Rooting in watery soil???

trace00969May 12, 2007

I only, and I mean only have luck rooting things in water.....obviously I cant keep the humdity high enough to get them to root, now I know the roots made in water are not very strong and often break in the transition to soil, so my question is, why cant a person root in watery soil......I am trying a clipping right now, it has already rooted in water, so I added some perlite and potting mix but kept it watery, will this suffice until I pot it up.....I root things in pill bottles or dixie cups, sot ehy are only there until they root, then potted up into regular mix.

\ So again, for those that dont have success rooting in a potting medium, why cant a watery perlite/vermiculite/soil work until roots have developed?



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rhizo_1 (North AL) zone 7

I think you just need to stick with what you've been doing. Your cuttings will NOT be able to form soil roots in muck. Take your water rooted cutting and pot it up in a proper potting medium and get it over with.

Roots formed in water do the best job they can to find dissolved oxygen in the water. They function differently than those that are formed in soil. Roots that emerge in a well-aerated medium of some sort merely have to find access to water as an essential element. The oxygen is everywhere (or should be if the soil is porous enough).

Do you want to talk about why you have problems rooting things in a solid medium? Let's figure this out! ;-)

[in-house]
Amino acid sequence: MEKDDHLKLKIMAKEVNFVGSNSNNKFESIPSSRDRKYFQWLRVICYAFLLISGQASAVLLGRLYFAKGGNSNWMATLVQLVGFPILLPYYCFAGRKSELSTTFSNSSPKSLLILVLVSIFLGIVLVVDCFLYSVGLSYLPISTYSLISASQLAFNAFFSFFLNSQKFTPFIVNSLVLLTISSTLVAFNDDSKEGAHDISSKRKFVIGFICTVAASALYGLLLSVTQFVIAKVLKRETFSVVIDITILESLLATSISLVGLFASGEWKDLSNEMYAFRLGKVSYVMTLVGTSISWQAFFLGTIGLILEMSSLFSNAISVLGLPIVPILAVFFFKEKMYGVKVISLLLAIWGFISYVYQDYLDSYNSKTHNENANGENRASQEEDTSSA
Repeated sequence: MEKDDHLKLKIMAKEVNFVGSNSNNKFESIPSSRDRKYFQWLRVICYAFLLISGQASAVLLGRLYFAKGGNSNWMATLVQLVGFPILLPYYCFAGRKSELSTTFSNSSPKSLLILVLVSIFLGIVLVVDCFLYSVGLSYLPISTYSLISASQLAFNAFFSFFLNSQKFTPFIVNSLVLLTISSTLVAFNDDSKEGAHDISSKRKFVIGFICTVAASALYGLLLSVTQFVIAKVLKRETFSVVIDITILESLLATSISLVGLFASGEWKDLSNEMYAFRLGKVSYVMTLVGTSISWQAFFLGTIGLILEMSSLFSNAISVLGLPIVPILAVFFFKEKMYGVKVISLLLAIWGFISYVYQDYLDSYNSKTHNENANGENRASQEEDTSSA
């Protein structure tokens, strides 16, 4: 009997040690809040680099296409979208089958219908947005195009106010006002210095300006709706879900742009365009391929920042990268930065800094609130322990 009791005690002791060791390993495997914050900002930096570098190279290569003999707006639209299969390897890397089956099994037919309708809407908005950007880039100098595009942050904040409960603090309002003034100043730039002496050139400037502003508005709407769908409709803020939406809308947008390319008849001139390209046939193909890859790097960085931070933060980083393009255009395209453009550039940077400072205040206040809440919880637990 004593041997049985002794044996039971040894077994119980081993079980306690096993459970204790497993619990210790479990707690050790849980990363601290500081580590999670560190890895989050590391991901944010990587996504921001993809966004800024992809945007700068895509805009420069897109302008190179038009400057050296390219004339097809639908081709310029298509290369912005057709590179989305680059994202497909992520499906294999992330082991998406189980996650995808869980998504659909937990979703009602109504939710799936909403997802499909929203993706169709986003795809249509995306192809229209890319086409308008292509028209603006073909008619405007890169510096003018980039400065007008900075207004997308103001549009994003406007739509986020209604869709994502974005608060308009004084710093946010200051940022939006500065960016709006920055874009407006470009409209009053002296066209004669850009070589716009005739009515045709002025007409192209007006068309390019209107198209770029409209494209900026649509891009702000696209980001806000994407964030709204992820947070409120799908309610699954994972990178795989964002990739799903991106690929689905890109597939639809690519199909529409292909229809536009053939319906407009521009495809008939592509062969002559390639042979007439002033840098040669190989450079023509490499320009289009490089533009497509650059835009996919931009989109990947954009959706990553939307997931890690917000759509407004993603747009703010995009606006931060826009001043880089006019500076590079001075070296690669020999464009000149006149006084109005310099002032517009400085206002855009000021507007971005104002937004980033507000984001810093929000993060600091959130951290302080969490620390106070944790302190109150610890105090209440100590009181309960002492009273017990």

Bookmark   May 13, 2007 at 3:06PM
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All my cuttings that I put into medium, either wilt and die, or just die. I know it is probably a humidity problem, I dont use the plastic baggies, although I have a domed mini greenhouse. I have tried rooting in pure vermiculite, pure perlite, and plain old potting soil, as well as a mix of all of them, water still works the best for me. I just dont get what I doing wrong.

    Bookmark   May 14, 2007 at 11:57AM
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rhizo_1 (North AL) zone 7

Cuttings wilt and die for a large number of reasons. The most obvious is that the medium is either too wet or too dry. Finding the correct balance takes some practice. Personally, I like to use perlite or mostly perlite so that excess moisture isn't a problem. Yes, I have to water more, but that's a benefit for the plants.

Cuttings can also struggle if they have been cut too long, cut in the wrong location along the stem, taken at the wrong time of year for the plant species, given too much heat or sunlight, haven't had most of the foliage removed, medium is too fine textured, container doesn't drain, etc.

Anyway, if you keep trying, you'll hit the jackpot one of these days. In the meantime, I'd stick with the water. ;-)

    Bookmark   May 14, 2007 at 1:05PM
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headeranderson(8a-7b DFW)

I used to have problems with humidity until I moved. My new house has a huge bathroom and now whenever I shower my plants get the humidity they need. This also works if you have cuttings about the sink if you wash dishes by hand. Also sometimes i use my scunci steamer when I know the water is not scolding hot.

    Bookmark   May 25, 2007 at 6:31PM
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I have done exactly what you are thinking with coleus and easily rooted plants. After getting the soil completly wet, I put in the cutting and then put the pot in a shallow tray of water, once that evaporates, that is all I do, no more soaking.

Try it, you have nothing to lose, unless it is a rare cutting.


    Bookmark   May 28, 2007 at 11:43PM
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